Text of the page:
Ag Policy Blog

Ag Groups Continue Pressing Concerns on COVID-19 Challenges

Chris Clayton
By  Chris Clayton , DTN Ag Policy Editor
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Livestock trucks on break in Beaver, Okla. Among the issues raised by agricultural groups such as the American Farm Bureau and National Pork Producers Council, groups want to ensure that agricultural supply chains are included in the Department of Transportation's Federal Motor Carrier Safety Administration (FMCSA) emergency declaration to waive hours of service. (DTN file photo by Mary Kennedy)

The American Farm Bureau Federation on Wednesday sent a letter to Secretary of Agriculture Sonny Perdue highlighting some concerns the group has right now with the government response and areas where USDA should remain vigilant to keep supply chains open and markets fair.

Noting that "Meatpacking plants, dairy processors, ethanol plants and other processing facilities all play vital roles in delivering the food and fuel Americans will continue to depend on in the long days ahead. Additional impacts could include access to seed, fertilizer and crop protection tools farmers need to grow a healthy crop."

AFBF also requested that the U.S. Department of Transportation's Federal Motor Carrier Safety Administration (FMCSA) emergency declaration to waive hours of service for food transportation also be expanded for the "full agricultural supply chain." DTN's Mary Kennedy highlighted the emergency declaration in a column on Monday.…

The National Pork Producers Council also asked for "clarity" from DOT "that farms are part of the critical domestic infrastructure needed to produce the food that feeds America and the world. This clear designation ensures the uninterrupted supply of commercial feed and other production inputs to farms, as well as the transport of livestock from farm to market."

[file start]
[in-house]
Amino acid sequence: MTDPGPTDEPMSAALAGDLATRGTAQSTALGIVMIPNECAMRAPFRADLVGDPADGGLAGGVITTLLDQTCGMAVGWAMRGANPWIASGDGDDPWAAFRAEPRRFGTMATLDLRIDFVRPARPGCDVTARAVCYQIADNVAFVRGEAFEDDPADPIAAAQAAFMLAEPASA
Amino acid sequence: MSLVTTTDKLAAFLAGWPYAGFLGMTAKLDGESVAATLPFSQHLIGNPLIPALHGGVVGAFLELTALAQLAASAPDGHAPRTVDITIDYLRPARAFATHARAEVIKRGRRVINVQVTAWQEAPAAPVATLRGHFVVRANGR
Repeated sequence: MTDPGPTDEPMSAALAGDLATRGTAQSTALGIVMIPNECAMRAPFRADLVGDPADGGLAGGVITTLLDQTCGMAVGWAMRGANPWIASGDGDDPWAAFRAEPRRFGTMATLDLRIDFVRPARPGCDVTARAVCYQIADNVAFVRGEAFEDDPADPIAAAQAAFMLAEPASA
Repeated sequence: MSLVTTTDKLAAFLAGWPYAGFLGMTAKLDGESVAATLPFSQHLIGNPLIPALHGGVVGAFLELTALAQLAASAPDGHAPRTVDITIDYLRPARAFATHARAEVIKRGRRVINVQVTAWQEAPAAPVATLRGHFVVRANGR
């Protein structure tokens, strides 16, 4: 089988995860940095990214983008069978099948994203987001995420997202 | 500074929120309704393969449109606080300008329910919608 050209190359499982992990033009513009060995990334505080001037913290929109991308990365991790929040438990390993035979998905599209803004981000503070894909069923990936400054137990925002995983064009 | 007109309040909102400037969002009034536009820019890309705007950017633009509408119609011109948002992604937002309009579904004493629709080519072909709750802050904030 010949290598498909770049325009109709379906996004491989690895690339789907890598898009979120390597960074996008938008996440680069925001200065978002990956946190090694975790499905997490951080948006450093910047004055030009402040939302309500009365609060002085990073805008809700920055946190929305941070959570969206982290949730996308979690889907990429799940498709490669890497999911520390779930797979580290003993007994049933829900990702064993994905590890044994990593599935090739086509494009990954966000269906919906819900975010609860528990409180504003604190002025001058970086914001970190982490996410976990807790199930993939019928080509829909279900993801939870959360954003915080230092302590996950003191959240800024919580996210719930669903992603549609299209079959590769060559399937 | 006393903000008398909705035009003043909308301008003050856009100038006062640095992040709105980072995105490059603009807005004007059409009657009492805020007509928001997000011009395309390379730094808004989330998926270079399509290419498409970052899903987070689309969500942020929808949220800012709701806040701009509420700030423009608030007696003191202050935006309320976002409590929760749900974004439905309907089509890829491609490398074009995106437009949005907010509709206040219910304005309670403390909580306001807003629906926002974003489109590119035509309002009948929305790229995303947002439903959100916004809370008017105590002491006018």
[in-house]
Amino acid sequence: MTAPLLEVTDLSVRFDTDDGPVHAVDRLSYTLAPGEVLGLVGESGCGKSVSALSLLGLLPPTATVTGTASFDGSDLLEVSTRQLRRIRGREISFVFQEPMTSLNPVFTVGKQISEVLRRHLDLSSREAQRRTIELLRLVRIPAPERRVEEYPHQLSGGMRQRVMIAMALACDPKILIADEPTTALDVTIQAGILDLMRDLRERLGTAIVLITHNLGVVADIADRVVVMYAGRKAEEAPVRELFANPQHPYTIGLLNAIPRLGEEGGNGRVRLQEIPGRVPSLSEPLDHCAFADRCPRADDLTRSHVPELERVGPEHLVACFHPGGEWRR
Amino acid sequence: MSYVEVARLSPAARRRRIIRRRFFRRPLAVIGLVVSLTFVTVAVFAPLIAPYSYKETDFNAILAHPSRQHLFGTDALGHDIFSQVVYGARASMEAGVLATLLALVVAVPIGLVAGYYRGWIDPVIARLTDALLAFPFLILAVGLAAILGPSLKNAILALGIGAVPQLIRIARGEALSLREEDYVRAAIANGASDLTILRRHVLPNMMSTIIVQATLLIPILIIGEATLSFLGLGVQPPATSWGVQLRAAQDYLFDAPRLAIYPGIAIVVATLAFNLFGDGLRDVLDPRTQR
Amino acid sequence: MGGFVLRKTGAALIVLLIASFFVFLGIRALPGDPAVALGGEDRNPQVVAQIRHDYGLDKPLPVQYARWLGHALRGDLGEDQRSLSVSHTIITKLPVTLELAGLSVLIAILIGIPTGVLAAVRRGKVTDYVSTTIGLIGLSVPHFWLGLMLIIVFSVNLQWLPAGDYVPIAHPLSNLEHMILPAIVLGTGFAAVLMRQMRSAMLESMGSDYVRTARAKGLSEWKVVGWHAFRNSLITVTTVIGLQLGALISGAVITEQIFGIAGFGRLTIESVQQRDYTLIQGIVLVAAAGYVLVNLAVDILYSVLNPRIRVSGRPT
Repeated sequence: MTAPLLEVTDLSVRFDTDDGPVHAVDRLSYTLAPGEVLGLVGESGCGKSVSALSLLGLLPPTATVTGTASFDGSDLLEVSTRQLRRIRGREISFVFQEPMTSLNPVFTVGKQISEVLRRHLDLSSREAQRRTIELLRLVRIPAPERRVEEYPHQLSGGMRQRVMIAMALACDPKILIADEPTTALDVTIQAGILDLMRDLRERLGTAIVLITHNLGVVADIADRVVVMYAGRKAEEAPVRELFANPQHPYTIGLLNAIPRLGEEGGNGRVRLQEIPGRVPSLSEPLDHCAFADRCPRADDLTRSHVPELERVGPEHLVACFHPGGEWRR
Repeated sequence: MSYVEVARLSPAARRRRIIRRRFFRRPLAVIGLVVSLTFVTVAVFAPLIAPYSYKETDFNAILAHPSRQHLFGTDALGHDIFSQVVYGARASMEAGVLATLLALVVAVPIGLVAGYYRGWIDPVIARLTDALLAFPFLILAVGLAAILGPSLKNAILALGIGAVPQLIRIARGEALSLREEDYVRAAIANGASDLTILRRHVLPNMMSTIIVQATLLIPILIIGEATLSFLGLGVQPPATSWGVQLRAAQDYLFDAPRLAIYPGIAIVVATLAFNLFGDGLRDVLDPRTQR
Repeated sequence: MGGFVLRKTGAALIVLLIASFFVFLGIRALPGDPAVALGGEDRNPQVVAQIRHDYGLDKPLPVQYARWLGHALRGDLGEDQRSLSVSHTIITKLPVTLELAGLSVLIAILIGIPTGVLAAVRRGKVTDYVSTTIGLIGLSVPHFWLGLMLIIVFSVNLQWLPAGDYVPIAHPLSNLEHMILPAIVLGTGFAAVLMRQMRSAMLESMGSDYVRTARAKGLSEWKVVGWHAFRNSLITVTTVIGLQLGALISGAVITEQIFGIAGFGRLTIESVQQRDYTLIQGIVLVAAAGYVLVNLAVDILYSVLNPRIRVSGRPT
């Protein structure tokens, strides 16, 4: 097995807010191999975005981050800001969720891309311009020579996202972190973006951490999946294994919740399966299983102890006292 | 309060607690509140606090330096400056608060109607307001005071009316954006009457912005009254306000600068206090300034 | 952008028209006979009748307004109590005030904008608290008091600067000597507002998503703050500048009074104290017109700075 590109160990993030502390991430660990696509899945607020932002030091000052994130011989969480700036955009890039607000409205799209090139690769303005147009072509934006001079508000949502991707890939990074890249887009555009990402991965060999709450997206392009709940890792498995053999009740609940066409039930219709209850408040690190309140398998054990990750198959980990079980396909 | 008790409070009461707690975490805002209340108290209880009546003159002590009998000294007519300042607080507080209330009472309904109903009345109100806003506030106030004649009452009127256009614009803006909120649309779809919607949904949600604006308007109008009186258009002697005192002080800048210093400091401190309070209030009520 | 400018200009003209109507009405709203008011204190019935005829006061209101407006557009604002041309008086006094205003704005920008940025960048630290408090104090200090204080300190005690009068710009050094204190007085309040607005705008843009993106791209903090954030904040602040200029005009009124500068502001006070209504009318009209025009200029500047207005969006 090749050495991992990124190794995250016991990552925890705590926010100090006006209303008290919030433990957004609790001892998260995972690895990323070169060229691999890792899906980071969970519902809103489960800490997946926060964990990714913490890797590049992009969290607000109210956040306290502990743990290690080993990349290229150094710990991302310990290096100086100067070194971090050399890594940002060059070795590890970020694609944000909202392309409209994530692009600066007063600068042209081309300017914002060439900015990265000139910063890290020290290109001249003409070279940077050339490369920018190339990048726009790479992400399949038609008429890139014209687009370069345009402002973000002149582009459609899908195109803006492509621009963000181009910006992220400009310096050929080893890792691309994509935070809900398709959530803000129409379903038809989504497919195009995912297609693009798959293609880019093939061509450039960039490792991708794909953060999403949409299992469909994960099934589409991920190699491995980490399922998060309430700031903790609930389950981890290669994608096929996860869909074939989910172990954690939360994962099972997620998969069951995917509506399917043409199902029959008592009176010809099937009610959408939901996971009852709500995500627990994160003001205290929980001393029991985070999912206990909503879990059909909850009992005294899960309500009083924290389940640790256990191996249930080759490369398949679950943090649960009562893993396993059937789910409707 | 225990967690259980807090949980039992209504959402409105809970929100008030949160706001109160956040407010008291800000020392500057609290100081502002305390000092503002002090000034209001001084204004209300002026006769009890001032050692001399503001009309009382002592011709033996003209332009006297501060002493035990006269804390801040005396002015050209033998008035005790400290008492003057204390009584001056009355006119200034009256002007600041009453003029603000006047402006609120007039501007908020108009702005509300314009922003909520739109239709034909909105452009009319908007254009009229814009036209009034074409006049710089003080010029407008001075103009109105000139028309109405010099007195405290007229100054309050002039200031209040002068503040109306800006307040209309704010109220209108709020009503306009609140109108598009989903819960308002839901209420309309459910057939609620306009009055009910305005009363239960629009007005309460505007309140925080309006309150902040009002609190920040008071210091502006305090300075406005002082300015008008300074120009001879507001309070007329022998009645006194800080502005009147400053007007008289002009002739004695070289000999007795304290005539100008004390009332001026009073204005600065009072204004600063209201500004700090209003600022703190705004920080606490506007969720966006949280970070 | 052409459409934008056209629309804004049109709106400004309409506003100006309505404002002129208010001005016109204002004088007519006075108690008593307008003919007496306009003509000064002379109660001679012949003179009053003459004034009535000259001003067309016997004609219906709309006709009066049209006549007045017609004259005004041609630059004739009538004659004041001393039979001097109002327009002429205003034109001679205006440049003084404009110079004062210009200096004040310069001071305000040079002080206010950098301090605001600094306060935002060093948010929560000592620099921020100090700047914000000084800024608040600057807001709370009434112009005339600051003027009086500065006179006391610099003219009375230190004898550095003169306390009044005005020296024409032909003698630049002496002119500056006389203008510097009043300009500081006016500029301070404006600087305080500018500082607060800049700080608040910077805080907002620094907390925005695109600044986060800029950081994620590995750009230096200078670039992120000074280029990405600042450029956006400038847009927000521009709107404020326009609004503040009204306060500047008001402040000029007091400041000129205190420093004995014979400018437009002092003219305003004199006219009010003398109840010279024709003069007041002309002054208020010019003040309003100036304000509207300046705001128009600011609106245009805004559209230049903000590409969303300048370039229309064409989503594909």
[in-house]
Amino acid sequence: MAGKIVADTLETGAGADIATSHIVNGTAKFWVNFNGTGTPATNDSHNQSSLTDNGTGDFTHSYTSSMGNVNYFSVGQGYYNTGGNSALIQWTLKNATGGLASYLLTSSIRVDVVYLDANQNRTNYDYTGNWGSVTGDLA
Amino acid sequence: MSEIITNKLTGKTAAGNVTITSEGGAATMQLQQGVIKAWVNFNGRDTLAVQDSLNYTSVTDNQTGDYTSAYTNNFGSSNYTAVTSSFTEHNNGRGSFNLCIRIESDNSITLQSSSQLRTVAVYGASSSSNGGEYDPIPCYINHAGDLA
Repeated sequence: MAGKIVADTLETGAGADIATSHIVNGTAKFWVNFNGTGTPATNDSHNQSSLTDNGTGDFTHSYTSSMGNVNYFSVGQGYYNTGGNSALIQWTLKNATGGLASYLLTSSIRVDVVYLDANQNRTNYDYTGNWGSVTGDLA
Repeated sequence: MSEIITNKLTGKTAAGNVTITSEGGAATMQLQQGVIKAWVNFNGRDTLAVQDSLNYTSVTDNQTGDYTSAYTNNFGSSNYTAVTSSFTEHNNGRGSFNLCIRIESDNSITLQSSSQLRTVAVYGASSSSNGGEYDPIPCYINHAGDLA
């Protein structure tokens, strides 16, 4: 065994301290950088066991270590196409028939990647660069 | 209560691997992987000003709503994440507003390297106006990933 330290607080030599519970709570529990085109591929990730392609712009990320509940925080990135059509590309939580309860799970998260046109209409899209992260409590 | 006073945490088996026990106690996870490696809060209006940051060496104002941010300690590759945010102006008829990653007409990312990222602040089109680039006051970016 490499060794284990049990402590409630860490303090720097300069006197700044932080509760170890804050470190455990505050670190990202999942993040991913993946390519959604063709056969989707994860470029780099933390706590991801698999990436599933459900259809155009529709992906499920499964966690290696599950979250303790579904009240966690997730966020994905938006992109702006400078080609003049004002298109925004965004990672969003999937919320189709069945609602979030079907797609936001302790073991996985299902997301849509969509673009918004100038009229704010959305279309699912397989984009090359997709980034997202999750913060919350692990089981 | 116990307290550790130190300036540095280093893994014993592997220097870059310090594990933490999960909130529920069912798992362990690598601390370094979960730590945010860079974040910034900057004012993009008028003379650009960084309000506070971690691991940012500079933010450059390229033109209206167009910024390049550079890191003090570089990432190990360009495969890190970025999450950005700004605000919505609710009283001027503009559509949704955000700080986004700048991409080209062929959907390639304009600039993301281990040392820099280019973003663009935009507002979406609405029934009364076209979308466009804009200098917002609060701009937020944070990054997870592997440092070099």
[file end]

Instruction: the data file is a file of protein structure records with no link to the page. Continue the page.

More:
Regarding the markets, AFBF President Zippy Duvall stated in the letter concerns from livestock producers over market manipulation and he urged USDA to monitor the situation. On fresh produce, there also is concern about other countries "dumping" products in the U.S. "USDA should work with the appropriate federal agencies in ensuring U.S. farmers are not unfairly disadvantaged during this unique period,” Duvall wrote.

Duvall also reiterated the risk that farmers could face a shortage of workers under the State Department's announcement to suspend all new visa applications in to the U.S. from Mexico. AFBF noted farmers already face labor shortages and rely heavily on H-2A workers. AFBF sent a letter to Secretary of State Mike Pompeo on that situation as well.

NPPC also touched on that issue, citing that Mexico is an important source of labor for pork farmers and packing plants as well. NPPC reiterated concerns it raised last week about labor challenges.

"I want to underscore that our farms and plants are not in crisis today,” said NPPC President Howard “A.V.” Roth, a pork producer from Wauzeka, Wis. “Farmers are the foundation and heart of the food supply system. Hog farmers and others in the pork industry are doing their part to ensure American kitchens are well-stocked. But we are very concerned about the recent State Department announcement regarding consulates in Mexico and the implications for our operations."

NPPC also requested that Congress consider financial support for childcare of farmers and plant workers in any relief package.

Concerns about farm labor aren't restricted to the U.S. The Globe and Mail in Canada reported Quebec's largest agricultural group, the Union des Producteurs Agricoles, also is worried that a border shutdown will affect farmers there as well. Quebec brings in about 16,000 farm workers each year from Central America.…

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